Grades of C- or better in each of MATH 261 (Calculus III), MATH 242 (Linear Algebra), and CSCI 161 (Introduction to Computing I) are the prerequisites for this course.
Office: Chester 103, Phone: 872-3659, FAX: 871-2320
Office Hours: 10:00AM-10:50AM (MTu_ThF), or by appointment
Course URL: http://banach.millersville.edu/~bob/math375
Numerical Analysis, 8th edition, Richard L. Burden and J. Douglas Faires, Brooks/Cole Publishing Company, Pacific Grove, California 2001, ISBN: 0-534-39200-8.
MATH 375 is intended to be an introduction to modern approximation techniques. Development of algorithms, their precise mathematical analysis, and an analysis of their errors will be emphasized. As often as possible ``real world'' problems will be introduced and discussed.
If time permits, other topics may be covered as well.
Students are expected to attend all class meetings. If you must be absent from class you are expected to complete class requirements (tests and/or homework assignments) prior to the absence. Students who miss a test should provide a valid excuse, otherwise you will not be allowed to make up the test. Tests should be made up within one week of their scheduled date. No final exam exemptions.
Homework assignments will consist of a mixture of pencil and paper written assignments and programming assignments. Programming assignments must be submitted electronically through email. Students are expected to do their homework and participate in class. Students should submit all homework by the date due. Late homework will not be accepted without valid excuse. Discussion and collaboration between students on homework assignments is encouraged, but homework submitted for grading should be written up separately.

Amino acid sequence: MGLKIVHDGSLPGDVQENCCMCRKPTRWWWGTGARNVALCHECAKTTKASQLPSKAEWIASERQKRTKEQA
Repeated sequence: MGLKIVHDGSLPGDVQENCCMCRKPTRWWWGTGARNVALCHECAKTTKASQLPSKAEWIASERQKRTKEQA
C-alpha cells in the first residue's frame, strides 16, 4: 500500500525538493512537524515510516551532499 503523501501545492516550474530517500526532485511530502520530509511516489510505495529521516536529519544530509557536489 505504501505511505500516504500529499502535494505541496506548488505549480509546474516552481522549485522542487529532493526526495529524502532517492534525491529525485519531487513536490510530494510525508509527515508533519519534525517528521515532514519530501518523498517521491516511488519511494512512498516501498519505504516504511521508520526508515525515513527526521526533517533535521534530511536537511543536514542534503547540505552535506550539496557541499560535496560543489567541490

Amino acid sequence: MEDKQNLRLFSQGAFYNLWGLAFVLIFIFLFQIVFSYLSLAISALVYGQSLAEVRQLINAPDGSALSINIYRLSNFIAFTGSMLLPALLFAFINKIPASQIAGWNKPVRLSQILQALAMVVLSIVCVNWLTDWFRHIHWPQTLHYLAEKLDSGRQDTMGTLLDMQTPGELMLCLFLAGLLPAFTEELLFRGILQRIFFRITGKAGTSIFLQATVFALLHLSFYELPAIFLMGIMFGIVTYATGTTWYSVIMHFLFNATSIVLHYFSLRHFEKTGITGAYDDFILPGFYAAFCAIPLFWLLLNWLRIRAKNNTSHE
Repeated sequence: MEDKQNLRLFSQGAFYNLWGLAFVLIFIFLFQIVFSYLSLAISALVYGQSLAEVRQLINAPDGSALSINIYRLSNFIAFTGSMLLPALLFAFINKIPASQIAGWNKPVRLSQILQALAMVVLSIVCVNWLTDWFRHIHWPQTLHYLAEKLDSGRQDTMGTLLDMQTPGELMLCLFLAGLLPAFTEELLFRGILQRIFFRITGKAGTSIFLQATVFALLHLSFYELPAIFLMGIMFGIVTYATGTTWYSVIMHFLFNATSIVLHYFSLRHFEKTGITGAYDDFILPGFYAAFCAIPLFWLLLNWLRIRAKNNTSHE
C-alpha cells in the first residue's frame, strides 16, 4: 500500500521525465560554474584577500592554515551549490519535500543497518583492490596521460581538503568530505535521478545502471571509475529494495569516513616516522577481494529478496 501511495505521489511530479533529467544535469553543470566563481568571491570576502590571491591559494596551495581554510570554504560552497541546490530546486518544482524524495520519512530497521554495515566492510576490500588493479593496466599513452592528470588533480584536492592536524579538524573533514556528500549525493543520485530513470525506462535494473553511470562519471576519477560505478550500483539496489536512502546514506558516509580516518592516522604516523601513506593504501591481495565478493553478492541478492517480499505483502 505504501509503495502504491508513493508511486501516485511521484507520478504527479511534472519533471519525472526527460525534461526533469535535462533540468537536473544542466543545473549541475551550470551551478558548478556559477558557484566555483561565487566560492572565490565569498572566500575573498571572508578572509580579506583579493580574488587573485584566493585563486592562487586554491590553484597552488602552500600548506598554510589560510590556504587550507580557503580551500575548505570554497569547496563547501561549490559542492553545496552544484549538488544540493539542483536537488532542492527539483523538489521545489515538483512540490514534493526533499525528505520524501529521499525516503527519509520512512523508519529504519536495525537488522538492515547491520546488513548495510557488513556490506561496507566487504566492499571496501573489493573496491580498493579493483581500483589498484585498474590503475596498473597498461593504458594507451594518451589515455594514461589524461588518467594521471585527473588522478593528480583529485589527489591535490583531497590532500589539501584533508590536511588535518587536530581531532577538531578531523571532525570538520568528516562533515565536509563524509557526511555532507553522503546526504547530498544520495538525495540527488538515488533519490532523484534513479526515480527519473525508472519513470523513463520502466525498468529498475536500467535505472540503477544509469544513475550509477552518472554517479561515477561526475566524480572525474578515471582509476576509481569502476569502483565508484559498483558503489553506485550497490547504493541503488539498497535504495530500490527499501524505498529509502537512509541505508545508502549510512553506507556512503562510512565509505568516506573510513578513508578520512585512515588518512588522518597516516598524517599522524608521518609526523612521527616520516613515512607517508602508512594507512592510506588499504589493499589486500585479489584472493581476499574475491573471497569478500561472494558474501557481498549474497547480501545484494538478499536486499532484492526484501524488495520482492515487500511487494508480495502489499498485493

A test will be given after completing the material from each of Chapters 2, 4, and 8. The exact dates of the tests will be announced in class one week before they are given (earlier if possible). The final exam scheduled for Tuesday, December 12, 2006, 12:30PM-2:30PM will be comprehensive.
Course grade will be calculated as follows.
I keep a record of students' test, homework, and exam scores. Students should also keep a record of graded assignments, tests, and other materials. The course letter grades will be calculated as follows.
An undergraduate student may not take an undergraduate course of record more than three times. A course of record is defined as a course in which a student receives a grade of A, B, C, D, (including and ) F, U, Z or W. The academic department offering a course may drop a student from a course if the student attempts to take a course more than three times.1
If we should miss a class day due to a school closing because of weather, any activities planned for that missed day will take place the next time the class meets. For example, if a test is scheduled for a day that class is canceled on account of snow, the test will be given the next time the class meets.
Math is not a spectator sport. What you learn from this course and your final grade depend mainly on the amount of work you put forth. Daily contact with the material through homework assignments and review of notes taken during lectures is extremely important. Organizing and conducting regular study sessions with other students in this class will help you to understand the material better.
No one can guarantee you success in this course. Your responsibilities and the instructor's expectation are outlined above. There will be no second chances, ``do-overs'', or extra credit assignments.